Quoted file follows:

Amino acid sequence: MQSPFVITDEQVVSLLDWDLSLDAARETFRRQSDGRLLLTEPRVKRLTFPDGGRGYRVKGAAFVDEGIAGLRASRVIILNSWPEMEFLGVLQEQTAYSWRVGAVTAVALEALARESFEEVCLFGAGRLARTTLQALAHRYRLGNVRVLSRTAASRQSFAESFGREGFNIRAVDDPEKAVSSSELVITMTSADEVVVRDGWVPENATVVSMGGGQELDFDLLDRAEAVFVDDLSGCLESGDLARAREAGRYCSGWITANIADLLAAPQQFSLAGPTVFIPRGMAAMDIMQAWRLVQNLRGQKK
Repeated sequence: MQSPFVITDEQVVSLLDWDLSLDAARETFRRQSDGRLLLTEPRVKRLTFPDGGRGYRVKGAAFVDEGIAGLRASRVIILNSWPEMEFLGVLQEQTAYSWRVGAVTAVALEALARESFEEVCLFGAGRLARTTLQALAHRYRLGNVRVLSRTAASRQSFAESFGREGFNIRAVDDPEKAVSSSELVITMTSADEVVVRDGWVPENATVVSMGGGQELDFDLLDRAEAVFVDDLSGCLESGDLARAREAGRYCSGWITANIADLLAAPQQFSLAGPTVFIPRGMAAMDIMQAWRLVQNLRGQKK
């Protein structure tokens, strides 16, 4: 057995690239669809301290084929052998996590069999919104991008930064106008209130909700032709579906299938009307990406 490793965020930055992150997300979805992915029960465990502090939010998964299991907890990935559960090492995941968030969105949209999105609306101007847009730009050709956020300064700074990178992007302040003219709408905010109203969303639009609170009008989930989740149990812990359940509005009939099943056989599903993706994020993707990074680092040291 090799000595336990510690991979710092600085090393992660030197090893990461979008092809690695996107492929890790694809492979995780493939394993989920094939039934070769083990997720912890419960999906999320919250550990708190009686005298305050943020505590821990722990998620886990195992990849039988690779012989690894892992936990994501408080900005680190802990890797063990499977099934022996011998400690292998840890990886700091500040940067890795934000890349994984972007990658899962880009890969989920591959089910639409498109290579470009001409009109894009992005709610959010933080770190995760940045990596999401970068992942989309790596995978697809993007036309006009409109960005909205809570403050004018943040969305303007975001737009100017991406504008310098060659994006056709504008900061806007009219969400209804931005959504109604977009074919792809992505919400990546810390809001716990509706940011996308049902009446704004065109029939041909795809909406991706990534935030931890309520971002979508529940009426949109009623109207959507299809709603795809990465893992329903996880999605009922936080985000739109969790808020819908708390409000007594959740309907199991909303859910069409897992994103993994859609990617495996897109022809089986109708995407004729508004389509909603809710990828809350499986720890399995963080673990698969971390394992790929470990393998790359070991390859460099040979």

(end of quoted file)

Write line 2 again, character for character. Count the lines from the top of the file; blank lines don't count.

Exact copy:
Repeated sequence: MQSPFVITDEQVVSLLDWDLSLDAARETFRRQSDGRLLLTEPRVKRLTFPDGGRGYRVKGAAFVDEGIAGLRASRVIILNSWPEMEFLGVLQEQTAYSWRVGAVTAVALEALARESFEEVCLFGAGRLARTTLQALAHRYRLGNVRVLSRTAASRQSFAESFGREGFNIRAVDDPEKAVSSSELVITMTSADEVVVRDGWVPENATVVSMGGGQELDFDLLDRAEAVFVDDLSGCLESGDLARAREAGRYCSGWITANIADLLAAPQQFSLAGPTVFIPRGMAAMDIMQAWRLVQNLRGQKK